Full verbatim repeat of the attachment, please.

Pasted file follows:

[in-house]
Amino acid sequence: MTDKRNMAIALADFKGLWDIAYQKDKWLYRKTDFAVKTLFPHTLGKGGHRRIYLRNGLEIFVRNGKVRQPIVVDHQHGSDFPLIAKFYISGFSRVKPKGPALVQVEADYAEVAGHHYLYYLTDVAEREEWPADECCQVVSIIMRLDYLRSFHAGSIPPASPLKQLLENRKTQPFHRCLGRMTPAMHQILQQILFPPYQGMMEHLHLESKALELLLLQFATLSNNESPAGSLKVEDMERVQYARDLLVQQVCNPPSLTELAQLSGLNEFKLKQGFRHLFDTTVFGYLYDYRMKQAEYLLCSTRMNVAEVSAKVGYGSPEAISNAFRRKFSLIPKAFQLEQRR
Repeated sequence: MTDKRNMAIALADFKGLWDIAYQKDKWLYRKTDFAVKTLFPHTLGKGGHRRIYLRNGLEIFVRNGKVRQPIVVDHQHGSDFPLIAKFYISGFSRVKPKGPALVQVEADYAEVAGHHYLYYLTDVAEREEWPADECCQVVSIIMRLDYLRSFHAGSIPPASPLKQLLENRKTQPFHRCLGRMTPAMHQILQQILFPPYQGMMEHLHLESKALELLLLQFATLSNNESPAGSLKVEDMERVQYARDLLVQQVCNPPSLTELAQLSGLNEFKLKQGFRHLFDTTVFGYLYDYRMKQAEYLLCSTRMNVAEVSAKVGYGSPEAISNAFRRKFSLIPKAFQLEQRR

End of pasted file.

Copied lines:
[in-house]
Amino acid sequence: MTDKRNMAIALADFKGLWDIAYQKDKWLYRKTDFAVKTLFPHTLGKGGHRRIYLRNGLEIFVRNGKVRQPIVVDHQHGSDFPLIAKFYISGFSRVKPKGPALVQVEADYAEVAGHHYLYYLTDVAEREEWPADECCQVVSIIMRLDYLRSFHAGSIPPASPLKQLLENRKTQPFHRCLGRMTPAMHQILQQILFPPYQGMMEHLHLESKALELLLLQFATLSNNESPAGSLKVEDMERVQYARDLLVQQVCNPPSLTELAQLSGLNEFKLKQGFRHLFDTTVFGYLYDYRMKQAEYLLCSTRMNVAEVSAKVGYGSPEAISNAFRRKFSLIPKAFQLEQRR
Repeated sequence: MTDKRNMAIALADFKGLWDIAYQKDKWLYRKTDFAVKTLFPHTLGKGGHRRIYLRNGLEIFVRNGKVRQPIVVDHQHGSDFPLIAKFYISGFSRVKPKGPALVQVEADYAEVAGHHYLYYLTDVAEREEWPADECCQVVSIIMRLDYLRSFHAGSIPPASPLKQLLENRKTQPFHRCLGRMTPAMHQILQQILFPPYQGMMEHLHLESKALELLLLQFATLSNNESPAGSLKVEDMERVQYARDLLVQQVCNPPSLTELAQLSGLNEFKLKQGFRHLFDTTVFGYLYDYRMKQAEYLLCSTRMNVAEVSAKVGYGSPEAISNAFRRKFSLIPKAFQLEQRR